Don't Be A Control Freak

Don't Be A Control Freak

Rael Bricker
Devin Miller
The Inventive Journey Podcast for Entrepreneurs

Don't Be A Control Freak

Don't be a control freak and give up control earlier. Not give up control as in I have seen people who go: oh, I am going to employ somebody who is an expert and just let them do it, no, that is not what I mean. I mean, any entrepreneur starting a business does everything. We stand at the front of the copier and make the copies. We make the coffee, etc. We tend to do all of that. The key to being successful is doing what you do best which generally is entrepreneurs generating business.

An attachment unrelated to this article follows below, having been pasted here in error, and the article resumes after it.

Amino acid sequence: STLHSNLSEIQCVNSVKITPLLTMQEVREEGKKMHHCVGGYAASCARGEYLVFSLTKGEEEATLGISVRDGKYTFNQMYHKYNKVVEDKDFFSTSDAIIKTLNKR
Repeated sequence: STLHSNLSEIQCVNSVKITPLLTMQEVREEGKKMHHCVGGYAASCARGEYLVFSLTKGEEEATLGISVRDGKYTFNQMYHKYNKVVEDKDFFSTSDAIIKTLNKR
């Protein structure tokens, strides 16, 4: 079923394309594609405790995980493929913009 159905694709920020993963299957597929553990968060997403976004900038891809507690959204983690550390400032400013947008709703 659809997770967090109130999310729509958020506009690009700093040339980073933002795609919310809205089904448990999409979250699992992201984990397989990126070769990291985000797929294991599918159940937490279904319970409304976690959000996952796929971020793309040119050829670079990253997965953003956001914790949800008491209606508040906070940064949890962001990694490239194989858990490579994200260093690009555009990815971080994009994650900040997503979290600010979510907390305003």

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 not be a control freak and give up control earlier not give up control as in i've seen people who go oh i'm going to employ somebody who's an expert and then just let them do it no that's not what i mean i mean as an entrepreneur with the first time we start a business we do everything right we we stand at the photocopier we make the copies we make the coffee etc we tend to go ahead you know we tend to do all that the key to being successful is doing what you do best which generally is entrepreneurs generating business everyone this is devin miller here with another episode of the inventive journey i'm your host devin miller the serial entrepreneur has grown several startups in the seven and eight figure businesses as well as the founder and ceo of miller ip law where we help startups and small businesses with their patents and trademarks if you ever need help with yours just go to and we're always here to help now today we have another great uh guest on the podcast rail bricker and uh rail is uh graduated with an engineering degree didn't know what an engineer did then but the graduated degree went to work for a mine underground for a couple years and left there and went back to business school or went to business school also joined a small marketing firm started his own business as a management consultant that business evolved into more of an educational services for south africans got listed on the stock exchange um then went into uh venture capitalism um within south africa in australia worked for a um venture fund for uh someone for else in australia for a period of time that went back on his own did some loan or mortgage loans then we did presentations and teaching to people about the mortgage industry wrote a book did certified public speaking spent and then spends his time kind of between the mortgage business as well as public speaking so with that much is an introduction and a quick walkthrough of your journey welcome on the podcast rail yeah thank you devon and good morning from perth western australia all right a good evening or good afternoon slash almost evening from uh salt lake city utah so well automotive we're excited to have you on so i gave kind of the quick introduction to a much longer journey so let's dive in a bit and tell us a little bit about your journey so the journey itself was probably at the age of 14 i knew i was going to be an entrepreneur i didn't know why or what and what business i would be in but i always my first job started when i was 14 working electronic shop and people came in and asked they were buying car radios so in the days before all the radios were beautifully fitted into the dashes of all the cars when we fitted radios into cars and i in that typical entrepreneur in me went okay no problem come over to my house this afternoon and i'll fit it in your car for you and so that was the start of my entrepreneurial journey at 14 the key lesson out of that one was that i have to do things that use my brain not my hands i love you know fiddling in my shed at home and doing woodwork but i wouldn't call myself a tradesman and so i learned very early on that whatever business i go into needs to use my brain so yeah it's been it's been a fantastic journey it's been it's been driven by a quote from my late father who said to me one day when he retires and unfortunately he never got to retire he died on us 59 he said one day when he retires he wants 40 years experience not one year 40 times over and so i took that to heart at a young age and i went just grab life life is too short life is too fragile i mean the pandemic of 20 20 and 21 has shown us that so basically he's got to grab life and do things and that's what i've always done and so so yeah you know started the education business in south africa i'll put that into a context of that time nelson mandela was released in february 1990. so i'd been on the mines i'd worked on the mines underground 6 000 foot and i was too young and probably arrogant to understand what i was learning and that's probably the best advice i give young entrepreneurs is grab every experience and try and work out what you're learning because i was there i was put into a management role at age 21 on the mind 5 000 staff but only when i was 30 did i actually appreciate the lessons i learned at 21 and so that that was part of the challenge so i put a start of putting all that together in 1990 we started management consultancy now there's a flaw in that we were young mba graduates we thought that it was the new south africa nelson mandela was released there was this hunger for stuff we had just never run a business and so we were sitting there going okay great we'll go and tell businesses how to run their businesses but we'd never run a business and so the little problem with that um and yeah and so that part of that emerged or evolved into this education business now was it planned no did we overthink it no the book my book is called dive in and that's exactly what it was we just dived in and said what have we got to lose by doing it so maybe just diving in or diving in but one question that comes up so you you personally you graduated you went and worked for a mine under for a mine for a couple of years and then after that was that when you went back to nba i went to business school so yeah i i left the mind went to business school and um did i go to business school because i wanted to learn to be a manager no i wanted to learn about all the things i never learned in engineering so i always knew that i was never going to be rising up the corporate ladder waiting for the next person to die so i could get a promotion i always knew that i but so i went to the nba and i and i think mbas today have evolved that today you can do mbas that are entrepreneurially focused you know go to business school and do that but in in in 32 years ago when i did my mba that's dating me a bit the gray hair i guess shows a little bit for that um the mba then was designed to make corporate managers it wasn't designed for entrepreneurs but yes i went off and interestingly i found an old farewell card when i left the mine i found this farewell card the other day and it's interesting because i'd forgotten about it and the farewell card said on it when you come back to buy anglo-american please remember us we'll still be here and and that was exactly why i didn't want to be in the corporates because these guys had no ambition except to be in their job and get a promotion and come to work every day 20 years later now anglo-american that i worked for was the largest listed company in south africa at the time largest one of the largest mining houses in the world so for the team members to say when you come back and buy the company they obviously knew that i was going out to be an entrepreneur um so you started the business so now you did so you went you know said okay i'm going to go back to business school you learn things i didn't learn in engineering school you come out of business school and then how did you know what made you decide to go into marketing because i think he said that he joined a small marketing i joined i joined the software company which was a transition so it was a software company but i was the marketing manager so it was the first time that ever employed a marketing person but and even today and i have to skip you know 30 years almost ahead i speak at a lot of technology conferences today so software conferences you know agile scrums etc but i talk about management not about technology and exactly then you know even 30 years ago i joined this company because i had a tech background and i could understand the technology but i went into a marketing role in the business so um basically they had never marketed that kind of a typical by the way rt startup great technology zero marketing like like no idea we'll just build a great product and the world will come running to us and and they'd suddenly realize that they had a great product but the world wasn't running to them they needed to actually do something about telling the world about it and that was my role there so i was there for almost two years and then decided to to go out on my own into my management consultancy that became an education business about a year later so that's that's part of that journey and then we grew rapidly right place at the right time i cannot stress that as much thinking as you do about any business the the real growth for us was being in the right place at the right time it was the year nelson mandela was released um in south africa it was there was this major upsurge in the need for young black students who had been previously disadvantaged to get an education they were coming out of school i don't know the american gpa equivalent but they were coming out of school clutching a certificate to their chest and that said that finished school but that certificate had an aggregate mark of 35 across six subjects now that's not exactly you know high academic standard and we were taking these students through a three-year diploma like a junior college over a four-year period so we knew that they needed a lot of catch-up time and we built a program that took four years to give them a three-year diploma equivalent um and that grew rapidly but again right place right time and pretty aggressive young guys with nothing to lose that's the worst competitor you can ever have somebody has nothing but one question i know and i definitely agree you know somebody that's ambitious has time and has nothing to lose is definitely a good place to be if you're the person doing it about a difficult competitor to compete with but what made you guys you know kind of you say you know the business involved in the educational services how did that evolve for the intentional was that hey hey we want to get into education there will be a great business or you fell into it or kind of what push you in that direction to involve there no so so at the time so so a few things happened in the management consultancy so we went to our friends who we did our mbas with so my business partner did his mba at another university and we went to 10 friends and said look we want to add credibility and i use the words credibility because it's just when you laugh at it today it was the reverse of credibility but we want to add credibility to our business can we add your names to the bottom of our letterhead as consultants so when we went out and pitched our management consultancy it was myself and my partner 25 or 26 year old mba grads but with 10 other mba graduates with all different backgrounds on our letterhead so he looked like this massive organization we won we actually won a contract with the water corporation at the time and the electricity corporations are big government bodies and it wasn't big contracts but nevertheless it gave us a bit of momentum but those two contracts finished and we had no idea what we were going to do and we were talking to a body a certification body that gave out this diploma in marketing called the institute of marketing management and they looked at our letterhead and saw all these people that we supposedly had and said you guys are so well qualified why don't you start a school why don't you teach our diploma and we went okay nothing to lose let's try that and so that's exactly you know but we understood that the political climate was there that there was this need for education and then we went we have no money so let's find clever ways of marketing and that's how we grew um and so we started in 1990 where 20 students in the late 1990 and by 1996 we had six campuses and four thousand students that's awesome that's a pretty uh great growth and definitely a lot of success so now i think that at one point you guys took that business and that's the one you put on the stock exchange yeah so we we decided that the next phase of growth for us was to get access to capital and we didn't have access to capital so either equity or script you know shares or capital and we didn't have access to that we were earning good money out of the business ourselves we were having a good life having lots of holidays but and we put in management we had 160 staff academic staff at that point but we just knew that we needed to go to the next level and so i had met a a guy who owned a computer training business that was listed on the stock exchange i'd met him about five years before and or no more than that probably seven years before that and i literally picked up the phone to him and said let's have a conversation because i had heard that his business computer-based training his technology was a little bit dated a little bit old and the business was floundering a bit so we literally went to them and said we have this education face-to-face business it's a hot entity right now you know let's reverse into your business give us a big chunk of the equity and then we'll go out and acquire other education businesses to do a group to build a group and that's exactly what we did so knowing nothing about mergers and acquisitions we went in we did this deal my partner and i then with the board of this new entity which we were on did nine acquisitions over the next 18 months and the share price went from 90 cents to 14 rent so 90 cents to 14 in terms of growth you know massive growth um i only had a year's contract so i left them a year later my partner had a three year they didn't want both of us so he stayed on for three years i stayed on for a year um and then i left and went out on my own and found my niche in venture capital for the next five years okay no definitely uh sounds cool now you went to venture capital for a period of time and did that um you know south africa and australia and other places now winter then you uh when you came back after doing that for a period of time you went into mortgage loans is that right so yeah so again that was so i came to australia and i'm a networker so just just to put that into a context what that means when i pick up my mobile phone and and a friend of mine teaches networking skills and i've never really thought about this until i was in one of his seminars and i i he said take out your phone and and see how many people you have in your phone and so even if you've ever done that exercise it's an interesting exercise to do so most people in the room said i've got 700 people in my phone a thousand people in my phone at that point i had eleven and a half thousand people in my phone and i went okay i actually am a networker that's what i do and so i had network before coming to australia i had met a guy met a girl met a guy um came to australia went to these people didn't know who they were just said look help me get a job i need to get a job learn about australia for a little bit and one of them came a great guy named david schwartz and i recognized him in the book in my book and and i said to him you know i went to visit david it was a friday morning i'd been in perth about two weeks and i went to his factory i didn't even know who he was what his business was and i said david please help help me introduce me to some people this is my background and he and i'd been to a few of the employment agencies who went you don't have a career you've like done all these things like how can we find you a job what can you do in a corporate and i went well i've done all these things i can do anything you know typical i was in my mid thirties you know still still suffering from you know the the hangover of doing well in south africa and so david fetch that was friday morning sunday afternoon and i have to admit today 20 years later in perth i still do that for people arriving in the city so what he taught me 20 years ago has followed on to what i do today and so he fetched me on a sunday afternoon took me he said i've got a friend who might be able to help you fetch me took me to this friend's house in this very very lonely suburb very upmarket suburb and we sat there for five hours on a sunday afternoon talking about venture capital and i left there and they said by tomorrow morning they'll make me an offer to be investment manager of their fund and so you know it was an amazing opportunity i literally started working there three weeks after i got to a new country um a year and a half later we took that fund we raised 22 million and listed it on the australian stock exchange so we did a front door listing this time we wrote a prospectus we raised capital and we went to a front door listing and i'm still a shareholder in that fund today the big thing is they wanted me to move to sydney and i went nah that's like moving you know you know in the u.s context that's moving from la to new york you know it's that distance that you're moving and i went no i actually enjoy the life in fact it's probably more like comparing moving from san diego as a city to new york you know small town reasonably good facilities but no didn't want to move to sydney i said i'm going out on my own and i started going out and finding small clients who needed investors needed venture capital and i was helping them structure their businesses for venture capital and then they said oh you know we actually need some debt as well we need some loans and i mean okay i'll find out how to get you a loan you know typical approach to life and and so i found out that in our state in western australia you had to get a license okay you need license for everything and i had to get a license as a finance broker so i went in and got a license as a finance broker and i started doing their commercial loans and then they said oh you did such a good job with our business can you help us with our home loan and i mean sure i'll help you with your home loan and that was 2001 20 years later 2021 um i still own that business it's done three just over three billion dollars of mortgages both mostly residential but mostly mostly residential a little bit of commercial in that space so that's how that mortgage business totally evolved exactly like my education business it was a conversation that led to thinking about doing something else and so in in none of those cases did i overthink it i i i make that point about everything in life it just sometimes you have to look the opportunity not it's not shiny object syndrome you know i did think about it but i didn't over analyze it now one question because i think the the last part of your journey also talked about you've got into you written a book and get into um certified speaking as a profession as well so and then you kind of uh balance both the kind of the mortgage um investing and those type of things in the loans and then also doing public speaking so how did you get into deciding you're going to write a book and doing a speaking video so well i mean there are a couple so everyone has this momentary event in their lives so typical of somebody who's very driven in 2012 i decided to do start doing triathlons now i was a state hockey player in my 20s broke my kneecaps had operations on my legs i've always been fit and healthy but decided to do something competitive so i started doing triathlons in 2012. i finished a season of triathlons decided to run a marathon before i turned 50. i had a year to go before i turned 50 thought it's a good ambition let's go and run a marathon but every 10 or 12 kilometers so seven or eight miles in the in my training i would just go and feel that i had incredible pain in my neck back of my neck and i thought look i'm a big unit i'm a big boy i'm broad and and strong i'm not really built like a marathon runner um and i went okay something you know go to physiotherapy get my neck clicked out whatever it's all good and my mother-in-law and my my local doctor said there's something not right you're very pale you're just not looking good you've got a friend who's already a radiologist go and have a scan of your heart and just see that there's nothing wrong so i went and had a scan and didn't even think anything further jumped on a plane with my wife to singapore with three other couples and we went away for a few days on a on a holiday with two three other couples and while we were there the doctor phoned me and had a conversation and said don't panic that's the last thing you ever want to hear okay when the doctor phones and says don't panic okay he said don't panic but the first thing you do is obviously you're paying panic right don't panic go down to the pharmacy and buy a big box of aspirin and start taking three aspirin a day um don't go for any long runs uh and then the joke of it all i'm assuming this is a pg is is is an is not a pg-rated show he said um don't take any viagra okay so um there's a reason behind that actually because it lowers your blood pressure and then if you have a heart attack and then they try to lower your blood pressure again that's when people die so it was interesting but it was funny at the time he um yeah so that life-changing moment i ended up having two cardiac stents um and today i'm fitter and stronger than i was seven years ago so but that made me focus on what was important in life like really i'd been running like a like a madman doing lots of stuff my mortgage business was flying high i was number three in the country at the time and and three in the country in a city where our property prices were half of the other cities so you had to do double the work just write the same number of mortgages so you know it we're working damn hard long hours anyway i i had the stance i decided to do a different things and then in 2015 the mortgage industry asked me to speak at their conference on how to build a mortgage business because i topped over 2 billion in mortgages at that point and i went to the conference i did two breakout sessions at the conference packed they were bringing in extra chairs while i was speaking for people to hear what i had to say and i went that was a lot of fun i've always loved speaking so just my mortgage business was built by me being on stage so i worked with a number of property developers i went around the country around southeast asia talking to people about buying properties and retiring on those properties and so i sold a billion dollars of mortgages from stage so i love being on stage i love being the speaker i got on the plane after that conference and i went there's a book in that so i wrote the book i mean i didn't write it on the plane i wrote 2 000 words on my ipad on the plane which is pretty hard when you don't have a tactile keyboard i have to say i spent nine months then writing the book and i made a decision almost at that point that i wanted to become a professional speaker and in 2016 i got my my first international opportunity to speak in in whistler and outside vancouver at a mortgage conference and that was when i knew that that was what i wanted to pursue i still kept the mortgage business i still worked there i still i still helped the team there i still see clients i have four and a half thousand clients you you're in that you know you're you're in in a business that has clients those individuals want to see you they don't want to see your team and so i still see clients but my team handle all the paperwork and stuff behind me now and in 2019 i became a certified speaking professional of which they're about fifteen hundred worldwide so about two hundred and twelve groups so yeah so well that that's a great walk through of your journey and it kind of brings us up to where you're at today which is you know definitely it's kind of been one where kind of you know in one sense it's been you know you weaving in and out and yet there's a kind of that common thread throughout so that was definitely a fun walk-through um through your journey so now as we wrap up or wrap towards the end of the podcast there's always a great transition cause i always love we after we hear the journey to ask a couple questions so why don't we jump to those now so the first question i always ask is along your journey what was the worst business decision you ever made and what did you learn from it so the worst business decision was actually when i left the venture fund and i was at my own doing a bit of venture capital work and and started the mortgage business a friend phoned me from south africa and said i found this amazing product it comes out of germany it's a storage system for cds and dvds and i said great and i and he sent me a sample of it and i investigated it and it was very clever at the time if you think about 20 years ago we didn't have hard drives portable hard drives as backups all your backups on your computers were dvd driven or cd driven and so you needed somewhere to store these things in a logical way that you could find them and this was like a binder system that had special cd covers that slotted in and you could fit 20 and have them on your shelf and it's a really cool clever system i flew to germany um i flew to germany i bought with me i bought it like a thousand or two thousand dollars worth of stock while i was in germany brought it back in in a suitcase to australia spoke to five people you know typical did a lot of extensive market research spoke to five people and they thought wow what a product i then ordered eighty thousand dollars worth of stock in a container load um but i had no idea i hadn't sold it yet and and then i went out to try and sell it and i realized that none of the big chains so the office chains you know the office supply chains which was really the target audience wanted to deal with a single operator they wanted to deal with somebody who has multiple product lines can deliver to store on a national basis all the other things that i had never considered i eventually gave that eighty thousand dollars worth of stock to a friend who was down and out and he sold them to a two dollar store for five thousand dollars and i told him to keep the five thousand dollars because he needed the money and that was like six years later so the big lesson out of that was two things one is do sub don't over analyze but do some more market research than asking five friends but more importantly the clever product is not necessarily the best product in other words it was almost too clever for itself and the third one was that i knew from my own self i needed to sell services and not products the same way i knew i couldn't do a job that needed me to use my hands all the time i learned from that that i needed to sell services my mortgage business was services education business in south africa the venture capital business were all service based and so that's that was the key lesson i learned but it took me eighty thousand dollars to learn that well it's uh that is an expensive education that's probably more than the the degrees you got but it was a good education that a lesson some of the times though those there's those mistakes that the sting the most are also the ones you're learning so now as we jump to the second question and dovetails right into what uh what you just touched on but if you're now talking to somebody that's just getting into a startup or a small business what would be the one piece of advice you give them um is to is to not be a control freak and give up control earlier not give up control as in i've seen people who go oh i'm going to employ somebody who's an expert and then just let them do it no that's not what i mean i mean as an entrepreneur we're the first time we start a business we do everything right we we stand at the photocopier we make the copies we make the coffee etc we tend to go ahead you know we tend to do all that the key to being successful is doing what you do best which generally is entrepreneurs generating business being the front person out there getting the business through the door and leave the back office stuff which is what i call the 10 dot leave the 10 hour tasks to your staff and you do the 500 an hour revenue and if you focus your whole life around that your decision of when to employ staff um becomes a lot easier and a lot quicker to make no and i and i have definitely agreed to i mean there's there's a as an entrepreneur you have a tendency first of all to think you're the smartest one in the room and you also want to have a probably a type a personality and always want to get things done the way you want to get them done and and yet you know that oftentimes can hold the business back because you're doing past that while yes you can do them you probably do very well aren't the ones that utilize your specific skill set the things that you can grow the business the best and make them the biggest impact on the business so i like in the sense of you know it's not that you know you just simply turn over the reins and don't do run your business anymore but focusing on the things that you can drive the most value to your business and then those other things are giving here handing the reins over or giving people those tasks and then just managing them as opposed to trying to do it all yourself as it's certainly a great piece of advice well as we wrap up if people want to reach out to they want to connect up with you they want to be a customer they want to be an employee of you you know they want to hire you for a speaking gig they want to hire you to help with their loans they want to be an investor in any of your ventures they want to be your next best friend any or all of the above what's the best way to reach out contact you and find out more well the easiest way is rail at very very simple and there's a lot of information on the website there's the excellence podcast website which is also linked of the um but i'm on linkedin mostly linkedin and instagram facebook any of the social media not twitter i'm not a twitter fan but i am there but i don't check it as often but linkedin is probably the best way to reach out to me or at rail at and if anyone wants a copy of the book dive in listen to lenses business school um i'll send you the link it's freebook and they can download a free pdf copy of my book awesome definitely generous to um offer the book and definitely encourage people to take a look or to take a look and i get the pdf version as well as the pulver or the the hardback version as well depending on how you like to read it but uh thank you again rail for coming on the podcast it's been a fun it's been a pleasure now for all of you the listeners if you have your own journey to tell you and you want to be a guest on the podcast feel free to go to i will be on a podcast um two more things as a listener one make sure to click subscribe to your podcast players you know all of our awesome episodes come out and to leave us a review so other people can find out about all of our awesome episodes and last but not least if you ever need help with patents trademarks or anything else feel free to reach out to us go to and uh grab some time with us a chat thank you again rail and wish the next leg of your journey even better than the last thank you very much and i look forward to the next journey or two or three or four all right you